Many comments were made on Facebook about the fact that the media was portraying the rally as a rally for more money, but not everyone was there rallying for money. Why would the media cast the rally as a rally for education funding? Because CCOSA put out all kinds of press releases and information out to the media telling them it was about funding, that's why. You can find all the links to the media literature right there on the webpage.
CCOSA sponsored the rally while many superintendents in Oklahoma are paid well into the six figures. This is an old article, but it lists the average superintendent salary at over $100,000 dollars. What does a teacher make? A fraction of that. Coming into the Oklahoma public school system to teach with a Master's Degree gets you a bit over $32,000. Truly, do the people who run the schools need to be paid that much better than those who actually teach the children? Certainly, I've met a number of rural superintendents along my travels who make nothing near that and also teach and/or coach for their pay. They are to be commended certainly and we all know that not every school superintendent falls into the six figure category, I understand that, I'm using an umbrella here.
CCOSA not only makes their money from membership dues paid by administrators (individually, or collectively out of the school budget?), but they also have corporate sponsorships available.
To be considered a Prestigious Partner, the vendor must meet the criteria listed below and have a signed agreement detailing support and the Council's CommitmentWho are these corporations? Many of the same ones benefiting from Common Core and other national school 'reform' measures - CTB/McGraw Hill and Scholastic of course - but also a company called Barlow Education Management Services. What do they do? They provide schools with 'expertise' in the area of collective bargaining, teacher/leader effectiveness and federal program management. So, schools are taking money out of the classroom to pay these consultants for issues that are sucking more money out of the classroom?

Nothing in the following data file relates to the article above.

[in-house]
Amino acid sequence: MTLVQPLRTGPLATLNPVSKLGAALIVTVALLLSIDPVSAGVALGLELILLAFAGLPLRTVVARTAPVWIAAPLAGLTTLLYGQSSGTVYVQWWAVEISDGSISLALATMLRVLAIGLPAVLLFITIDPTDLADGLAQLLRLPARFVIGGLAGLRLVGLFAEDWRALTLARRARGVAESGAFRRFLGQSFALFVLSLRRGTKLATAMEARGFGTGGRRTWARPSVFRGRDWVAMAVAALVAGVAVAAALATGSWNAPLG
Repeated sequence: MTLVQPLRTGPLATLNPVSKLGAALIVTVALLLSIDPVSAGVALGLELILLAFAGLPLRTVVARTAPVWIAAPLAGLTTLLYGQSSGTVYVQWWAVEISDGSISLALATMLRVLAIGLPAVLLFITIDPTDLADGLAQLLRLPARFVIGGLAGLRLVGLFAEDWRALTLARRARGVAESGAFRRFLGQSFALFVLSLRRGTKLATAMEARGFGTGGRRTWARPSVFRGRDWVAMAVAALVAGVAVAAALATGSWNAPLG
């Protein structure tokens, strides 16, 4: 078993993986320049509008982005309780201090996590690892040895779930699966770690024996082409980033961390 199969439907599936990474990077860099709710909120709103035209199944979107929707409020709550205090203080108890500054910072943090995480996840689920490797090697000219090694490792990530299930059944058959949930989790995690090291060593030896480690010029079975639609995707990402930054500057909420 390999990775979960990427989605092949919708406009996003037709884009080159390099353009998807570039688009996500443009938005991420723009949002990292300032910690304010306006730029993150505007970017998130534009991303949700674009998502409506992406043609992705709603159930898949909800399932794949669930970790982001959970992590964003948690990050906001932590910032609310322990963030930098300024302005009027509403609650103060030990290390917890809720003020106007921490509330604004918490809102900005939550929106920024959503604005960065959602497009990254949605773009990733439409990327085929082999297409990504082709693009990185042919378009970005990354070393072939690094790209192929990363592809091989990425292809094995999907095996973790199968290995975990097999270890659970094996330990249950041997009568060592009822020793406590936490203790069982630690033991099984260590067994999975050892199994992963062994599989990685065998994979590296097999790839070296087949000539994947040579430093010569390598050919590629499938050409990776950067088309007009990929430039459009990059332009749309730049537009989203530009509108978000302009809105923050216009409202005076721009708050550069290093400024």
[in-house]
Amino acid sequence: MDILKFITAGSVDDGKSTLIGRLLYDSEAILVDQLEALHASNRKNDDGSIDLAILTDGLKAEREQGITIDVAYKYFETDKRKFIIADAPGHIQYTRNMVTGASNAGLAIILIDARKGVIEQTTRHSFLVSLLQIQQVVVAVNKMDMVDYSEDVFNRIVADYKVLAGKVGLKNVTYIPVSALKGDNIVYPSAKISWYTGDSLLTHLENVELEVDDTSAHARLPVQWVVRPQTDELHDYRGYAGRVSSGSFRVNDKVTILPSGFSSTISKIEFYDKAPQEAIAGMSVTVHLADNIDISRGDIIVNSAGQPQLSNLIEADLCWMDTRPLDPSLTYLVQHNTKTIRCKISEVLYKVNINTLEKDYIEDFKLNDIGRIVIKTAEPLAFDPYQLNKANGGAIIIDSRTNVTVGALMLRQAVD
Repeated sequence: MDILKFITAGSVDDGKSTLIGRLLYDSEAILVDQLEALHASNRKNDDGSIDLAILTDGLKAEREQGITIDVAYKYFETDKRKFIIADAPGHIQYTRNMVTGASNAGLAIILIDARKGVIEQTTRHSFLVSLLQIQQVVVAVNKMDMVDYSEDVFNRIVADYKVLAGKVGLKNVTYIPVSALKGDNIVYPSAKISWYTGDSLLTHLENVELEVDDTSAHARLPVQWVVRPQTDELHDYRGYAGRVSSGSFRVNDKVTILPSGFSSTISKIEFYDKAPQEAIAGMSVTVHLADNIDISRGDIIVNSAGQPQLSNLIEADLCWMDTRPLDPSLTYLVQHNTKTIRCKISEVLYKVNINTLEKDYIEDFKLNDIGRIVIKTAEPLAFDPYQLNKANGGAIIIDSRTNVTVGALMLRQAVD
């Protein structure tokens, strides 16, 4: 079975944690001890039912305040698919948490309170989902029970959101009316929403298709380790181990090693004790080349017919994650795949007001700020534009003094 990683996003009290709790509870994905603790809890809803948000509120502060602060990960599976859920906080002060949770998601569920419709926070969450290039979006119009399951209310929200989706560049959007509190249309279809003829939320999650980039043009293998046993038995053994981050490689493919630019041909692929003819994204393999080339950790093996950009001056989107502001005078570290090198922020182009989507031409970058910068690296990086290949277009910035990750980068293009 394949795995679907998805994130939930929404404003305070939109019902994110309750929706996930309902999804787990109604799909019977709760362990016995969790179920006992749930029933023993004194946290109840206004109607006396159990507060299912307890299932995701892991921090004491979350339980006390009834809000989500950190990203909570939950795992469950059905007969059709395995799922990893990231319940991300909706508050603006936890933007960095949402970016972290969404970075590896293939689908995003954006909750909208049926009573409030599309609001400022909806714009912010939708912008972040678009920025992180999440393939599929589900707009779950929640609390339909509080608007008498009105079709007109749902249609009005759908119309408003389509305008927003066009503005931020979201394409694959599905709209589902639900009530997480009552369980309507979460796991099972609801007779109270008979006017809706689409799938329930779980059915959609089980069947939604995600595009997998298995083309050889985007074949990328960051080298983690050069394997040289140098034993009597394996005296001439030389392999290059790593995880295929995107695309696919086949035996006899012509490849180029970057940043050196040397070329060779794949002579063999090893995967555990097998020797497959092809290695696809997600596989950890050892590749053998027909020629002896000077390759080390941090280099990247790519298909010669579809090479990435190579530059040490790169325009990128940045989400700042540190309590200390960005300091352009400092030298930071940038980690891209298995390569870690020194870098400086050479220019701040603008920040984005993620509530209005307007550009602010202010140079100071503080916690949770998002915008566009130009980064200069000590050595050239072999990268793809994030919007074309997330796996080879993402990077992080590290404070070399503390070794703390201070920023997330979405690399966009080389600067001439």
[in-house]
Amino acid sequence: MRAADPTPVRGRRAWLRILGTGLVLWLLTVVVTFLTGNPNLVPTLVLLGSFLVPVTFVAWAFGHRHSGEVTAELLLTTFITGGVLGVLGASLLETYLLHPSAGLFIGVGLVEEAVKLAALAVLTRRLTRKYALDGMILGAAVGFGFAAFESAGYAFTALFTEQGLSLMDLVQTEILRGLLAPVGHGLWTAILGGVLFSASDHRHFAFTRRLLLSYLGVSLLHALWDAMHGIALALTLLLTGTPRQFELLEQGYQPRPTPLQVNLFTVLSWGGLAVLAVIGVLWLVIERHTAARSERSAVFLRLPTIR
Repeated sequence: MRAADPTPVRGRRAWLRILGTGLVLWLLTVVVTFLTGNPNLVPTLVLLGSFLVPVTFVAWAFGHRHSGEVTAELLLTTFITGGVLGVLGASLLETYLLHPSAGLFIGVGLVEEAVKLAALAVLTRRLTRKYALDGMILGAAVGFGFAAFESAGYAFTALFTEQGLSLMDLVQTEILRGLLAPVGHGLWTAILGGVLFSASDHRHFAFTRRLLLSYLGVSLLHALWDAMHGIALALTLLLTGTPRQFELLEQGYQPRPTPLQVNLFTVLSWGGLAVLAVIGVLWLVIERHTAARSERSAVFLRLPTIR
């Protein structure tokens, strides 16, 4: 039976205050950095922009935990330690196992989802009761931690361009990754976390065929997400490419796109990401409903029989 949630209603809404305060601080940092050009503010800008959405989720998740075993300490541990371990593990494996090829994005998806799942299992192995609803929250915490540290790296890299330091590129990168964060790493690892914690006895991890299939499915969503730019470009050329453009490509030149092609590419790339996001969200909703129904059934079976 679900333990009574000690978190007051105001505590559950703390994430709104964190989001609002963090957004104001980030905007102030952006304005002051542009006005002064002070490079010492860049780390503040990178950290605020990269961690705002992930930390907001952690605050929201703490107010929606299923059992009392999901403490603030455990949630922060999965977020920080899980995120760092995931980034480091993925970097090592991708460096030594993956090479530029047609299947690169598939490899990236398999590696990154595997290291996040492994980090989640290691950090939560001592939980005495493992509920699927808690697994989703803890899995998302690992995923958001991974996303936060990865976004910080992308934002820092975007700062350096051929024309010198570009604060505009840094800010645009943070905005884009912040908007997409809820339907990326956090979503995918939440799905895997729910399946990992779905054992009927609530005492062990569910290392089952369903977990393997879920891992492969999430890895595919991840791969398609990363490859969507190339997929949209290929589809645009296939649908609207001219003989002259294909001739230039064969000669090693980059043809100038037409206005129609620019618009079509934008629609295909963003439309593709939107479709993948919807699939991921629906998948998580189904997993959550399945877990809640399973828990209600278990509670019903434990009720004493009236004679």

Therein lies my frustration. Why would teachers support a rally put together by associations and organizations that are removing money from classrooms? It think it apparent that many weren't really aware of who was behind the rally and why.
I wrote about education funding several months ago. I have stated over and over again that more money needs to go into the classroom by removing unfunded mandates and federal control over education - the compliance with which suck money out of the classroom. I think one way to solve this would be to point to those people stopping the flow of money to the classroom (as mentioned above) and force some school/district accountability there.
In closing, I again apologize for any hurt feelings, but I want to remind teachers, we aren't paid via membership dues (or anything else) to research, educate and lobby against measures that will ultimately hurt children and take money out of the classroom. We try hard to support good teachers because we appreciate all you do for parents, kids and families.